Peña, E. de la; Moens, M. ; Aelst, A.C. van; Karssen, G. - \ 2006
Nematology 8 (2006)1. - ISSN 1388-5545 - p. 79 - 88.
dutch coastal foredunes - molecular characterization - knot nematode - competition - descriptions - morphology - morphometrics - new species - plant pests - ribosomal DNA - wild relatives - Ammophila arenaria - Elymus farctus - Pratylenchus - Ammophila - Poaceae - Cyperales - monocotyledons - angiosperms - Spermatophyta - plants - eukaryotes - Elymus - invertebrates - animals - Pratylenchidae - nucleotide sequences - plant parasitic nematodes - nematoda - restriction fragment length polymorphism - intergenic DNA - taxonomy - beschrijvingen - morfologie - morfometrie - nieuwe soorten - plantenplagen - ribosomaal DNA - wilde verwanten - Ammophila arenaria - Elymus farctus - Pratylenchus - Ammophila - Poaceae - Cyperales - eenzaadlobbigen - bedektzadigen - Spermatophyta - planten - eukaryoten - Elymus - ongewervelde dieren - dieren - Pratylenchidae - nucleotidenvolgordes - plantenparasitaire nematoden - Nematoda - restrictiefragmentlengtepolymorfisme - intergeen DNA - taxonomie
A root-lesion nematode, Pratylenchus dunensis sp. n., is described and illustrated from Ammophila arenaria (L.) Link, a grass occurring abundantly in coastal dunes of Atlantic Europe. The new species is characterised by medium sized (454-579 ¿ m) slender, vermiform, females and males having two lip annuli (sometimes three to four; incomplete incisures only visible with scanning electron microscopy), medium to robust stylet (ca 16 ¿ m) with robust stylet knobs slightly set off, long pharyngeal glands (ca 42 ¿ m), lateral field with four parallel, non-equidistant, lines, the middle ridge being narrower than the outer ones, lateral field with partial areolation and lines converging posterior to the phasmid which is located between the two inner lines of the lateral field in the posterior half of the tail, round spermatheca filled with round sperm, vulva at 78% of total body length and with protruding vulval lips, posterior uterine sac relatively short (ca 19 ¿ m), cylindrical tail (ca 33 ¿ m) narrowing in the posterior third with smooth tail tip and with conspicuous hyaline part (ca 2 ¿ m). Males occur abundantly and present similar characteristics except for smaller dimensions for all morphological characters, but the head region is more truncated in outline than the female, spicule length is ca 15 ¿ m and testis length is ca 195 ¿ m. Nucleotide sequences of the rDNA expansion region D2D3 differed from the morphologically similar species P. penetrans and P. brzeskii that also occur in coastal dunes. These differences are supported by PCR-RFLP of the ITS-rDNA. Pratylenchus dunensis sp. n. was also found parasitising roots of Elymus farctus Viv.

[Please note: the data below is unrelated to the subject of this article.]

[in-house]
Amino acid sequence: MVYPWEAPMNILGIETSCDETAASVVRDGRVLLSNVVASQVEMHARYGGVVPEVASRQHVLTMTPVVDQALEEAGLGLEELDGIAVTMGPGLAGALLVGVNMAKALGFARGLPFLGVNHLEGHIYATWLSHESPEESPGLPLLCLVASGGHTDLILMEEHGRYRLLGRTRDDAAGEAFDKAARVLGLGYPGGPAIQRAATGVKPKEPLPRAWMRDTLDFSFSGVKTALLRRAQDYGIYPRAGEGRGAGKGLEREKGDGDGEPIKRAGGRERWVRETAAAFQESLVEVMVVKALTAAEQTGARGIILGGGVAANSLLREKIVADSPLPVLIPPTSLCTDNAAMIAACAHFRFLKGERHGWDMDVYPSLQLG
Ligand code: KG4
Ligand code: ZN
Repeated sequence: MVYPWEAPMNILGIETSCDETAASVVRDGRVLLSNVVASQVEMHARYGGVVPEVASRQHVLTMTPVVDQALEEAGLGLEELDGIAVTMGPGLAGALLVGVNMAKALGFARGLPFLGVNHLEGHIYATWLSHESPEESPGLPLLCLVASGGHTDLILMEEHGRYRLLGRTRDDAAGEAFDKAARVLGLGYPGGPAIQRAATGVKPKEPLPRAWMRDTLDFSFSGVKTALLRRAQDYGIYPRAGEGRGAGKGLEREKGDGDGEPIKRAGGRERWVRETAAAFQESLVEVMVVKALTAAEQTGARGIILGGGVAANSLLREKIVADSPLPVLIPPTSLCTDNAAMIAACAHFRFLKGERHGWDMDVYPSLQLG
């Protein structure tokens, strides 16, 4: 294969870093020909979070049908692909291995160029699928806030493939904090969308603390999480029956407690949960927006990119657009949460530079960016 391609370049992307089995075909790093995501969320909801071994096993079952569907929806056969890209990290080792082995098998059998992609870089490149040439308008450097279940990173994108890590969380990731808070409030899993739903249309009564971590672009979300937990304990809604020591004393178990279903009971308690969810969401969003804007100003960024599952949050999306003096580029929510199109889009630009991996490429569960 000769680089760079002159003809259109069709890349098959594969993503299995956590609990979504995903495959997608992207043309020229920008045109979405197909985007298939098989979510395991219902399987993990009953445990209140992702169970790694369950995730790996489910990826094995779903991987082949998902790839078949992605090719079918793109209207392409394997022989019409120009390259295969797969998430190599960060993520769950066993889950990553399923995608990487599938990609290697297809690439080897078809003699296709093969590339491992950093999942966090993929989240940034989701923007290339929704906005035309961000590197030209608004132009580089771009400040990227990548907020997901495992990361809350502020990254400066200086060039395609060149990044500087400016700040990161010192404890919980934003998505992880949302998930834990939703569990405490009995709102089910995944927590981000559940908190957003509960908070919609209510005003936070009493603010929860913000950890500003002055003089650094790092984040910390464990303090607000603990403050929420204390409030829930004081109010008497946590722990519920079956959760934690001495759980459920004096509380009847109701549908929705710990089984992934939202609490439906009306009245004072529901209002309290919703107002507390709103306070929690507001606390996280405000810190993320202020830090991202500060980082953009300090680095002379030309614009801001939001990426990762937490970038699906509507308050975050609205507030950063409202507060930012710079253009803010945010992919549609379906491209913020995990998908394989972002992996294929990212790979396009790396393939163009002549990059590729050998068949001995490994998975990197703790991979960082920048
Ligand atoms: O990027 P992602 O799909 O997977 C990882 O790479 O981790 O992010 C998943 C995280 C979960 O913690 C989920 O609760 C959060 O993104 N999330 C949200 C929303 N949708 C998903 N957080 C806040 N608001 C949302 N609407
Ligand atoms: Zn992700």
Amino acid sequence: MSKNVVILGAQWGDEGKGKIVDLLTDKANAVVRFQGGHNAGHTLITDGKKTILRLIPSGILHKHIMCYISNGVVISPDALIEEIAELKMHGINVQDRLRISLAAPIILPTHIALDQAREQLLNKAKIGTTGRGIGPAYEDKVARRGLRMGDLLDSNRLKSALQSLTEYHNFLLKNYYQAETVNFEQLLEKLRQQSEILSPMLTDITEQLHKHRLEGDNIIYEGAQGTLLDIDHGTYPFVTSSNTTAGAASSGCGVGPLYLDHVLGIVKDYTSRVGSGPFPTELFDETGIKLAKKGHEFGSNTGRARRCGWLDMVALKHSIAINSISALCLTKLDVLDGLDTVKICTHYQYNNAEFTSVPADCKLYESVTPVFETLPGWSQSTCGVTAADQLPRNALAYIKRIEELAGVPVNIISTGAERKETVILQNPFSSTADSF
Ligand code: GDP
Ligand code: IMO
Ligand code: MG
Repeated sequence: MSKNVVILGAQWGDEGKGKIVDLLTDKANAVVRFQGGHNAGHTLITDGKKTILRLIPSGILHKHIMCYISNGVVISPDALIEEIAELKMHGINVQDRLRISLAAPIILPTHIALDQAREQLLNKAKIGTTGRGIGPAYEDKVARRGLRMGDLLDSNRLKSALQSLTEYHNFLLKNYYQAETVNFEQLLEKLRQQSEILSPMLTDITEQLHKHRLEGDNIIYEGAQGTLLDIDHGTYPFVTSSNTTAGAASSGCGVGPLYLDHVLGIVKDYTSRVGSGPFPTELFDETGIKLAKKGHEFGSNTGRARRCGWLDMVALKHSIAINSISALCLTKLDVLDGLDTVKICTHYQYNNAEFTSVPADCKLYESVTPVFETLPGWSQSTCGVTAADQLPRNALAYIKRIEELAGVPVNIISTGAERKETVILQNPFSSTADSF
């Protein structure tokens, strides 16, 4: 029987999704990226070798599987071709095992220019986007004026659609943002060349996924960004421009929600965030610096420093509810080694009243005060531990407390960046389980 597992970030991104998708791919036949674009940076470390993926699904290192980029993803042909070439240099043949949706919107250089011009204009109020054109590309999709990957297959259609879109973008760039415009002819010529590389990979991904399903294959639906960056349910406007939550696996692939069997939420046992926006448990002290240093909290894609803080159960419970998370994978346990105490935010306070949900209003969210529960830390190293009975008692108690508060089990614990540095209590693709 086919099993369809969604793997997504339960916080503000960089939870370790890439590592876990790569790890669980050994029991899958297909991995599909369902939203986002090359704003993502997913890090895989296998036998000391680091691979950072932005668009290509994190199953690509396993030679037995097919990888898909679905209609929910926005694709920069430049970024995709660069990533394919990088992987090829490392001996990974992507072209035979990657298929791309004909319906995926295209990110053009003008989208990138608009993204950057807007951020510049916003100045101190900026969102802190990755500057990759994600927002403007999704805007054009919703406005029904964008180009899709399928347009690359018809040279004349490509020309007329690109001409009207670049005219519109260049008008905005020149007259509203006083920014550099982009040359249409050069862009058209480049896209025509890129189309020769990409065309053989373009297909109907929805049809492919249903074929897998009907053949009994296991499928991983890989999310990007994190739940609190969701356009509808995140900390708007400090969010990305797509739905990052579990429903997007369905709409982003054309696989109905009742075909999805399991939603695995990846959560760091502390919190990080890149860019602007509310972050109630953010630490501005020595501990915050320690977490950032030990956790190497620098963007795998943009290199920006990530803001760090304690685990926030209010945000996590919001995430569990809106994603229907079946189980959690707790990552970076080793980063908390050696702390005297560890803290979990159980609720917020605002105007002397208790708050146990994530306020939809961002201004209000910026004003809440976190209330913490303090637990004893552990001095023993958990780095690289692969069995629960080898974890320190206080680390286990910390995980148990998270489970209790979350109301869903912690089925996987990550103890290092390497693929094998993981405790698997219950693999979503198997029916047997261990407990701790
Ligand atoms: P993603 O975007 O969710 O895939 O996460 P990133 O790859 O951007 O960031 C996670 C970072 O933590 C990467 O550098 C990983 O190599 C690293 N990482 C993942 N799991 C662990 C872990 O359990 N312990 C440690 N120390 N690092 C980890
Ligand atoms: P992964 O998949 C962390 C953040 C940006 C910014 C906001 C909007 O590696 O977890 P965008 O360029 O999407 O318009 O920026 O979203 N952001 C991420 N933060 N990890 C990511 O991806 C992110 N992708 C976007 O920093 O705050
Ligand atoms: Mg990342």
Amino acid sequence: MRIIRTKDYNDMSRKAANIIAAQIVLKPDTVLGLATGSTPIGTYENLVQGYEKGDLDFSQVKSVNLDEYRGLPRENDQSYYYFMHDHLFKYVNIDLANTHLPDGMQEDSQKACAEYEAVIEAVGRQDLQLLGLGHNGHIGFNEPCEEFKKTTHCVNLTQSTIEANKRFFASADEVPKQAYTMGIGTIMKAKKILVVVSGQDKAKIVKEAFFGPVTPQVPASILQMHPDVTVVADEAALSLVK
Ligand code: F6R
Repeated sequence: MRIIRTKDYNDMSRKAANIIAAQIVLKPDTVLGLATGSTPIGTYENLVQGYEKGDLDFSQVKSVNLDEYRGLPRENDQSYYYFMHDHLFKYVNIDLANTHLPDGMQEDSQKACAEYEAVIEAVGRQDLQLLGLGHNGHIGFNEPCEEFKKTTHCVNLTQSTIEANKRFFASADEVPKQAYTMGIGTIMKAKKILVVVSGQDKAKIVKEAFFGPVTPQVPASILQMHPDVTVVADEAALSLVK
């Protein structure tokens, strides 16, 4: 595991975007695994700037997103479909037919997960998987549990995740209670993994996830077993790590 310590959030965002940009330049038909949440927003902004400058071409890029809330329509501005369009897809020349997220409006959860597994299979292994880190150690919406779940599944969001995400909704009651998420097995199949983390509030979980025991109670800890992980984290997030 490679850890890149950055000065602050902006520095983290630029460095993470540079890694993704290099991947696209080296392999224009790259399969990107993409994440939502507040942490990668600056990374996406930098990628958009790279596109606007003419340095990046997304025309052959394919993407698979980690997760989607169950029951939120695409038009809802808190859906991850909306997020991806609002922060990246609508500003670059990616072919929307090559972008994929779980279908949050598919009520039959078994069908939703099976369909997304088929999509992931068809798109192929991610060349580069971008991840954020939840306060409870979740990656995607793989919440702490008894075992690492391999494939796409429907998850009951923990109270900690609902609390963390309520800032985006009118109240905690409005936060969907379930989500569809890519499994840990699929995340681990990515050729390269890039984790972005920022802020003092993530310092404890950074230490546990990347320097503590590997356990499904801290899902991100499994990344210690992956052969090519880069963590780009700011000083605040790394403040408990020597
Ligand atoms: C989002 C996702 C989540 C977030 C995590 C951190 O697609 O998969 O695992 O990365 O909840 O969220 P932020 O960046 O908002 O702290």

|Morphological, molecular, and differential-host characterization of Meloidogyne floridensis n. sp (Nematoda : Meloidogynidae), a root-knot nematode parasitizing peach in Florida
Handoo, Z.A. ; Nyczepir, A.P. ; Esmenjaud, D. ; Beek, J.G. van; Castagnone-Sereno, P. ; Carta, L.K. ; Skantar, A.M. ; Higgins, J.A. - \ 2004
Journal of Nematology 36 (2004)1. - ISSN 0022-300X - p. 20 - 35.